Thanks, man! On a side note, we played in Kentucky and the Cincinnati Reds were playing and one of the ballplayers came to the show, a fan of ours, and invited us to the game the following day, and they played a couple of our songs when batters were walking up. Like, you kind of hear that and hearing the No. 4 hitter walk up to one of your songs is, like, insane. It was kind of one of the biggest highlights of my life.
That's got to be a trip!
That was so crazy, man! Can you believe it? Imagine writing a song in your room, and all of a sudden, a major-league baseball player just shows up at the gig and then you're at the game and they play it at the game!
Especially for a band such as yours, which might be considered very approachable by serious music fans but might still be considered an outsider sound by others.
Yeah! I think people that are just now getting into it are like, "Whoa, they must be crazy," but people who have known us for a long time know we're all normal people. For someone just getting into the music, they don't know. They may have heard it on a television show or a movie or something and may be like, "Oh, they might be too cool for school" or something, you know?
As someone who helps curate Austin Psych Fest and plays in such a high-profile psych band, how do you feel about the difference between artists that are innovating in the genre and artists that are doing very vintage-specific sounds? In a genre like psychedelia, where there are really no boundaries, it feels as if a lot of bands seem to be biting old bands these days.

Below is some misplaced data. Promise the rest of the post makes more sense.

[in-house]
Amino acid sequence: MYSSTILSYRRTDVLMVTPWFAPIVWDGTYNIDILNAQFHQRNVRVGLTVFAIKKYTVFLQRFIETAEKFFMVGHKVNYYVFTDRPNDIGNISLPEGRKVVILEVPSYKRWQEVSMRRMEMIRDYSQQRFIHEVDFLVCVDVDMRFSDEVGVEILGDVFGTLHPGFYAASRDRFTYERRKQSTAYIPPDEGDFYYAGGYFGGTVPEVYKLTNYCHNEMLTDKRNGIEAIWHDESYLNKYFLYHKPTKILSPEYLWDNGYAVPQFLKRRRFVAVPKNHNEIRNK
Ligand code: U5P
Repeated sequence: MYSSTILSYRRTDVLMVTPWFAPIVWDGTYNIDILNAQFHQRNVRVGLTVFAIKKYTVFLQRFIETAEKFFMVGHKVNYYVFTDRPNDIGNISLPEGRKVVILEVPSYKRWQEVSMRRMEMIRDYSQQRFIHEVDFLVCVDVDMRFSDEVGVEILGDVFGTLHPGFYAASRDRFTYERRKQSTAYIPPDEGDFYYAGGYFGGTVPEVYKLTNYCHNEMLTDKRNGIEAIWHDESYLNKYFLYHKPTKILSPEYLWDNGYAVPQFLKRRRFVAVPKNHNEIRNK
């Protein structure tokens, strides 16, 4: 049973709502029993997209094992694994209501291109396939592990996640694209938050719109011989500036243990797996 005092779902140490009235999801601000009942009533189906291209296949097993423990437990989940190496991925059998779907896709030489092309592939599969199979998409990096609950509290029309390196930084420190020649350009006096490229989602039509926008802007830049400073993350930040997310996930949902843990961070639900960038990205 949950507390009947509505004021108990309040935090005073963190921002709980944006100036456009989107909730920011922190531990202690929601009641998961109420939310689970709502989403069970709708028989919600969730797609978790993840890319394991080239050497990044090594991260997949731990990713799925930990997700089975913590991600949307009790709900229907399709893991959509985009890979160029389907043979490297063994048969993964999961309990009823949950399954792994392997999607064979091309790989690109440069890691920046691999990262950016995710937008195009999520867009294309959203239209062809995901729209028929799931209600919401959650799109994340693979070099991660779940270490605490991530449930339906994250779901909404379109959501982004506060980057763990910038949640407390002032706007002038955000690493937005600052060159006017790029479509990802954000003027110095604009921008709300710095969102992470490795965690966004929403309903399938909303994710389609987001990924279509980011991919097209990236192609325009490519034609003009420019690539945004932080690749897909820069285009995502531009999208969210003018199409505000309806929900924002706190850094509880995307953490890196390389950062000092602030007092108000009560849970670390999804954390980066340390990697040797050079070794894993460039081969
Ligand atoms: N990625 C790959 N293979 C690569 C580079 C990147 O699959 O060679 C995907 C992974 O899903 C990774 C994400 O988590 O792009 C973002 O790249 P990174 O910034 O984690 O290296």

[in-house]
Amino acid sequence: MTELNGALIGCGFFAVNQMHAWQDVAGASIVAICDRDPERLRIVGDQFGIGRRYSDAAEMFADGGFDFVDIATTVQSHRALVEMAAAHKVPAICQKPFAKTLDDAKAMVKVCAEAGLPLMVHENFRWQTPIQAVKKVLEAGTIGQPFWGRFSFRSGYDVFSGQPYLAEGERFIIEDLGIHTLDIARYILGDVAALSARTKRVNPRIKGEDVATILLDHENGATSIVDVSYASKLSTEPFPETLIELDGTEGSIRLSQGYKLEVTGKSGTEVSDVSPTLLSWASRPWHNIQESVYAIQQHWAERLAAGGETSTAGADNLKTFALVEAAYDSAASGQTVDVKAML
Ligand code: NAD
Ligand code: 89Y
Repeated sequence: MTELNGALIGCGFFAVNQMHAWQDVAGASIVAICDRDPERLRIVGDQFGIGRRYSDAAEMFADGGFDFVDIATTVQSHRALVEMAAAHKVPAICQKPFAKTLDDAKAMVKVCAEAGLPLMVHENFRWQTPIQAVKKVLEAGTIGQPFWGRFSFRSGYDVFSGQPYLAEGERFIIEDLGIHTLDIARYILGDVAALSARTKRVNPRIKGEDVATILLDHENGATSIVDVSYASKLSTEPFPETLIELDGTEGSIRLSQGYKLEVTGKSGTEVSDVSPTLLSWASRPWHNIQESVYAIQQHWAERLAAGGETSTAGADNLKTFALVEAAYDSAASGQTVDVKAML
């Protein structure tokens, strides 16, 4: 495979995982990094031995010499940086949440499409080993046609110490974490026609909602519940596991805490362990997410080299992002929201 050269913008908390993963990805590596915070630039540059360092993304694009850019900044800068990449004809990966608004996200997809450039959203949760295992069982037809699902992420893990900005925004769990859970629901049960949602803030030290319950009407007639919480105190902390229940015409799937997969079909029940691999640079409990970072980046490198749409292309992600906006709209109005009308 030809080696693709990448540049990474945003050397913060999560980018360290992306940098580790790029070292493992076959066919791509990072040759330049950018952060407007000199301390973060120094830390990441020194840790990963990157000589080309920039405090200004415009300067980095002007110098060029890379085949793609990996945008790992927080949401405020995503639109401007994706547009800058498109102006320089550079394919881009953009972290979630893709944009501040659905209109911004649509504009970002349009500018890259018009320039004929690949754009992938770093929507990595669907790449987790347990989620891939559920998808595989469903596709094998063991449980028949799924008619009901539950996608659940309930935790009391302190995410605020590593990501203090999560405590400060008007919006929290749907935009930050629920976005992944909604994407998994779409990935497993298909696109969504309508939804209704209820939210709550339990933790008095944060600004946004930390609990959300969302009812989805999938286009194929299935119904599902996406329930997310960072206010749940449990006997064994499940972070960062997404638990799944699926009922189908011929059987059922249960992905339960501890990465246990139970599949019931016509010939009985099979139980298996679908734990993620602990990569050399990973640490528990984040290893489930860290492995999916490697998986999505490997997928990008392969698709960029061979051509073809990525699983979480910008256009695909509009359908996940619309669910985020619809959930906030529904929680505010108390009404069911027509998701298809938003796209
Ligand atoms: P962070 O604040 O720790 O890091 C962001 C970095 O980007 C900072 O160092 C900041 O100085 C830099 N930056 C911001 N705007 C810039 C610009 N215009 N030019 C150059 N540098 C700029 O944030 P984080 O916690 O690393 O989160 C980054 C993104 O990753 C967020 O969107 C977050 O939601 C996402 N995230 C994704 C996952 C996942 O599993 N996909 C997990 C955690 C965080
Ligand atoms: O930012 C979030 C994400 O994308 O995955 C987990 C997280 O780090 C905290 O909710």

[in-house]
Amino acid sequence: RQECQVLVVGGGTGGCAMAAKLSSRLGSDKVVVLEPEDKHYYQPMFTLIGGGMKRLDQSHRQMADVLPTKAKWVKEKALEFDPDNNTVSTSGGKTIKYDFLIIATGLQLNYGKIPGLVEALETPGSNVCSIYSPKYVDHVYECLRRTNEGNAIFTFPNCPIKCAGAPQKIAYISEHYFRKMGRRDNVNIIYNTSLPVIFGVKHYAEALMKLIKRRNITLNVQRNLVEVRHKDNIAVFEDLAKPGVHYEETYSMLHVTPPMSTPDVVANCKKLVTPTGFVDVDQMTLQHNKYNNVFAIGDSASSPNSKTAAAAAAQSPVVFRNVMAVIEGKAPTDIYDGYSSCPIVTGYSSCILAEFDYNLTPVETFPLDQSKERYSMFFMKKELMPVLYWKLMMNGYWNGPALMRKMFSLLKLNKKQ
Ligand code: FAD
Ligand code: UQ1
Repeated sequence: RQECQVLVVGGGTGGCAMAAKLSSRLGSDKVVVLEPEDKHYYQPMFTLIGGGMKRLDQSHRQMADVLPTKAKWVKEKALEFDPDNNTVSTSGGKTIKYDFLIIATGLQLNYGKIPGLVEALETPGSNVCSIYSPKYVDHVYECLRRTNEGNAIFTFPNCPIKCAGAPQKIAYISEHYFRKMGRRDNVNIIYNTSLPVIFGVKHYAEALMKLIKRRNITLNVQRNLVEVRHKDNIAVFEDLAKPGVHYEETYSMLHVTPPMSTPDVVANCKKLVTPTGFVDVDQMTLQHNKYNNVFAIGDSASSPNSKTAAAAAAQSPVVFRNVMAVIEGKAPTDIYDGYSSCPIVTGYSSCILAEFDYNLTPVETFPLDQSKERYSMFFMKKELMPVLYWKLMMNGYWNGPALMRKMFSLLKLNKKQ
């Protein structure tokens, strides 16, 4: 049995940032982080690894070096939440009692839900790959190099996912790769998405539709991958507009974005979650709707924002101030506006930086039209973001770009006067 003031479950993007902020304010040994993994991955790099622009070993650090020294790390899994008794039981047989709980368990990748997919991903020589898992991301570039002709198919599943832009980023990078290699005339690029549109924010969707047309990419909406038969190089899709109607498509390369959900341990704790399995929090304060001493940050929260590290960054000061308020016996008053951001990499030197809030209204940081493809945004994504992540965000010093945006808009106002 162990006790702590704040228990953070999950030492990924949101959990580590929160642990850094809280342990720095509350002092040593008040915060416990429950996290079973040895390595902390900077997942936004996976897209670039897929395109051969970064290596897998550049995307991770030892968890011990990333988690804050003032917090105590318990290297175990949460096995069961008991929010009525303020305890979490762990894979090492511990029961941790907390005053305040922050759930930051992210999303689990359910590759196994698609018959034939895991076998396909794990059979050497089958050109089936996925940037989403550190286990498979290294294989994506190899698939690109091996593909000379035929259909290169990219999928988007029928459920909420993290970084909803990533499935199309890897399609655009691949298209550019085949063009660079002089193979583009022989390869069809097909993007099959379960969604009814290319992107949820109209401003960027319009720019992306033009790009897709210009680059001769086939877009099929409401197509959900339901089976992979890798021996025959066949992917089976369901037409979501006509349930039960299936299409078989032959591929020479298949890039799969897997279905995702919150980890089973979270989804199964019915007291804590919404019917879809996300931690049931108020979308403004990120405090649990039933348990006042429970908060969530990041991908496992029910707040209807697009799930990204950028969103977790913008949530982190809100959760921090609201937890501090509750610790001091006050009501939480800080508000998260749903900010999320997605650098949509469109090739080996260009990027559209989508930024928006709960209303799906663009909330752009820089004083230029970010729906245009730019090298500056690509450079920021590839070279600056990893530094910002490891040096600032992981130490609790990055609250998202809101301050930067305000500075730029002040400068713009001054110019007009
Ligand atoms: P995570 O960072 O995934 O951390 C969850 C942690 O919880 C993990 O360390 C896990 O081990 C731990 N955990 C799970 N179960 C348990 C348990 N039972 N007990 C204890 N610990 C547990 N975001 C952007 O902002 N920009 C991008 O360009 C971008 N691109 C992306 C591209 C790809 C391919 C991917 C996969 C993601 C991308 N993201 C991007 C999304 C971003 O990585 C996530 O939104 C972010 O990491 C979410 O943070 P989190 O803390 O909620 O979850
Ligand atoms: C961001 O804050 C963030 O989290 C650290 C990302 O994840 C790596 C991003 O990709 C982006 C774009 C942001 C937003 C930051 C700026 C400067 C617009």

I guess it depends on the context in which they do it. If they do it on accident or if they do it on purpose. John Lennon would intentionally make a Chuck Berry song sound completely different and it would still sound like the Beatles, but you could still tell it was Chuck Berry. He would rip off Chuck Berry in a very smart, very genius kind of way.
Some people do it in a way where they just know that they like the song and they want to make something that sounds just like it, but it doesn't sound unique to themselves. I don't even know how exactly to go about doing that, but it's a difficult thing because you have your influences, but also there are so many other influences. Psychedelia is one influence of mine, right? But, so is early American folk music, and so is Native American music, and so is music from the Southeastern Pacific Islands, and so is hip-hop.
So, as far as that goes, I pretty much love all kinds of music, and my favorite thing to do is cross all of that shit into psychedelia and make it all kind of work, make it all fit. There is something really fucking cool about the freedom of psychedelia. Like you said, the no-boundaries part. But because there are no boundaries, you almost have to make boundaries. Does this sound like I could rob a bank to it? Does this song fit the guitar riff? Does this song feel like we're running through Cambodia right now? There wouldn't be synths in Cambodia in 1962; therefore, there's not going to be synths in our music. I'm not hating on synths, but it's like the idea is to take something and make it your own.